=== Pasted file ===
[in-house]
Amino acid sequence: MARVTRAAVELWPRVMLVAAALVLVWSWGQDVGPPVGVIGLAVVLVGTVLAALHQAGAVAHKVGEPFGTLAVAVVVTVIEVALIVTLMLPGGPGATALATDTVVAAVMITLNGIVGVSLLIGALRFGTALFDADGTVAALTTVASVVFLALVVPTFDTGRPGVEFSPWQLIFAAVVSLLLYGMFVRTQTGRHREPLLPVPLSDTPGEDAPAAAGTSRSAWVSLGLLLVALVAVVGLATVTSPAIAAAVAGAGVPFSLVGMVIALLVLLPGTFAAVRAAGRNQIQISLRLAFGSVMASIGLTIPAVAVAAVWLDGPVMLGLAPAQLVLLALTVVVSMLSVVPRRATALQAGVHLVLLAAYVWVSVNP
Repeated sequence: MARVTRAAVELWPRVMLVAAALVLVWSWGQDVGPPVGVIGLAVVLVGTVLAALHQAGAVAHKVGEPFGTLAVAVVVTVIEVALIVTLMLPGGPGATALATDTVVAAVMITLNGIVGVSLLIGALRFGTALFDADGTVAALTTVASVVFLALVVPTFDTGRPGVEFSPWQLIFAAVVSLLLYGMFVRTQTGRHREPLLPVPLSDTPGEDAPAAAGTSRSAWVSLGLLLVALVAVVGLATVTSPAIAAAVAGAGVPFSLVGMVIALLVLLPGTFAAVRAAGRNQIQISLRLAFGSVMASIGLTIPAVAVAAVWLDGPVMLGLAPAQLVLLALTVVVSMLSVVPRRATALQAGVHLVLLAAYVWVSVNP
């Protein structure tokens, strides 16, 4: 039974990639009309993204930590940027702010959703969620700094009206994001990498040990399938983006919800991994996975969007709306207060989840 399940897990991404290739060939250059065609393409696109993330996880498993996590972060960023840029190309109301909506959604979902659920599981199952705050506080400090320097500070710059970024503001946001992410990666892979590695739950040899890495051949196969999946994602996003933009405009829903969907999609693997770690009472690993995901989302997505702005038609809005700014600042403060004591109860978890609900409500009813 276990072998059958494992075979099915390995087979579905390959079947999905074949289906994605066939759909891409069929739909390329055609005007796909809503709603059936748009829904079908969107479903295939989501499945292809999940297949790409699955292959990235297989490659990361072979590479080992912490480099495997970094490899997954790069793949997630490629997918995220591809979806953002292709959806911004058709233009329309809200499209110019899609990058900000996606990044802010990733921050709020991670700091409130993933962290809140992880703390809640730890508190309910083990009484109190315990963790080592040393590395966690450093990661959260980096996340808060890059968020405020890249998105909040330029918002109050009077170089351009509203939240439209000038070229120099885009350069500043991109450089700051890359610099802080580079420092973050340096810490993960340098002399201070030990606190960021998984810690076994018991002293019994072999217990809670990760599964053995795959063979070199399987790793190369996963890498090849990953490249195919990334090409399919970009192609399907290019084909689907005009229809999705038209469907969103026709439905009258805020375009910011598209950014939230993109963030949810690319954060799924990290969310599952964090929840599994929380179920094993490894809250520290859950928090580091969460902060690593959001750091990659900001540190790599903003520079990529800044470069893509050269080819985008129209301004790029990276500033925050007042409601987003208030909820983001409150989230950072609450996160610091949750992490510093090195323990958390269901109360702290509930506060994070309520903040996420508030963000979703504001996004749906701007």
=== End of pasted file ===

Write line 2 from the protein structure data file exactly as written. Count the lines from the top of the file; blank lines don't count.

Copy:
Amino acid sequence: MARVTRAAVELWPRVMLVAAALVLVWSWGQDVGPPVGVIGLAVVLVGTVLAALHQAGAVAHKVGEPFGTLAVAVVVTVIEVALIVTLMLPGGPGATALATDTVVAAVMITLNGIVGVSLLIGALRFGTALFDADGTVAALTTVASVVFLALVVPTFDTGRPGVEFSPWQLIFAAVVSLLLYGMFVRTQTGRHREPLLPVPLSDTPGEDAPAAAGTSRSAWVSLGLLLVALVAVVGLATVTSPAIAAAVAGAGVPFSLVGMVIALLVLLPGTFAAVRAAGRNQIQISLRLAFGSVMASIGLTIPAVAVAAVWLDGPVMLGLAPAQLVLLALTVVVSMLSVVPRRATALQAGVHLVLLAAYVWVSVNP